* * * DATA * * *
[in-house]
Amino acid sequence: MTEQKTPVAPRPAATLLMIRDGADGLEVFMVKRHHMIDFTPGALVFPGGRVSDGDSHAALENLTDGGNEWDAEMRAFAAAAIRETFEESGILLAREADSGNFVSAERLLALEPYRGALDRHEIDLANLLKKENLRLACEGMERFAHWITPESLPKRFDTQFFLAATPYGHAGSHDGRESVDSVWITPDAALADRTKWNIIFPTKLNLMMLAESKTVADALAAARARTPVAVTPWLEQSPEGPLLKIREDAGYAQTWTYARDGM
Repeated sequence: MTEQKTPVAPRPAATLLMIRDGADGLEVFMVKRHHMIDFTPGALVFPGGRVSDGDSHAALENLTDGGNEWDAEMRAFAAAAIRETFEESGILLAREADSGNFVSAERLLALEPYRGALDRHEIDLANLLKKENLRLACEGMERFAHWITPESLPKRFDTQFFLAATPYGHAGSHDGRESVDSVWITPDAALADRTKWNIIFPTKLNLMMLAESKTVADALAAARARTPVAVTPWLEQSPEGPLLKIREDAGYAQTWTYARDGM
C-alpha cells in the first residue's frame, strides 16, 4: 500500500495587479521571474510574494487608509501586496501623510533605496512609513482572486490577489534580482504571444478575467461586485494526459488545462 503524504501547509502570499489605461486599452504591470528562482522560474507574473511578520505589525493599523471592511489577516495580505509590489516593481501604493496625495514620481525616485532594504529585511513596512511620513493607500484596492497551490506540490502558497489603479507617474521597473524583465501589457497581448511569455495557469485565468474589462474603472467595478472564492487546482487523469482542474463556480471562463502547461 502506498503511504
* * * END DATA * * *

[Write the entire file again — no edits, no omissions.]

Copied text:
[in-house]
Amino acid sequence: MTEQKTPVAPRPAATLLMIRDGADGLEVFMVKRHHMIDFTPGALVFPGGRVSDGDSHAALENLTDGGNEWDAEMRAFAAAAIRETFEESGILLAREADSGNFVSAERLLALEPYRGALDRHEIDLANLLKKENLRLACEGMERFAHWITPESLPKRFDTQFFLAATPYGHAGSHDGRESVDSVWITPDAALADRTKWNIIFPTKLNLMMLAESKTVADALAAARARTPVAVTPWLEQSPEGPLLKIREDAGYAQTWTYARDGM
Repeated sequence: MTEQKTPVAPRPAATLLMIRDGADGLEVFMVKRHHMIDFTPGALVFPGGRVSDGDSHAALENLTDGGNEWDAEMRAFAAAAIRETFEESGILLAREADSGNFVSAERLLALEPYRGALDRHEIDLANLLKKENLRLACEGMERFAHWITPESLPKRFDTQFFLAATPYGHAGSHDGRESVDSVWITPDAALADRTKWNIIFPTKLNLMMLAESKTVADALAAARARTPVAVTPWLEQSPEGPLLKIREDAGYAQTWTYARDGM
C-alpha cells in the first residue's frame, strides 16, 4: 500500500495587479521571474510574494487608509501586496501623510533605496512609513482572486490577489534580482504571444478575467461586485494526459488545462 503524504501547509502570499489605461486599452504591470528562482522560474507574473511578520505589525493599523471592511489577516495580505509590489516593481501604493496625495514620481525616485532594504529585511513596512511620513493607500484596492497551490506540490502558497489603479507617474521597473524583465501589457497581448511569455495557469485565468474589462474603472467595478472564492487546482487523469482542474463556480471562463502547461 502506498503511504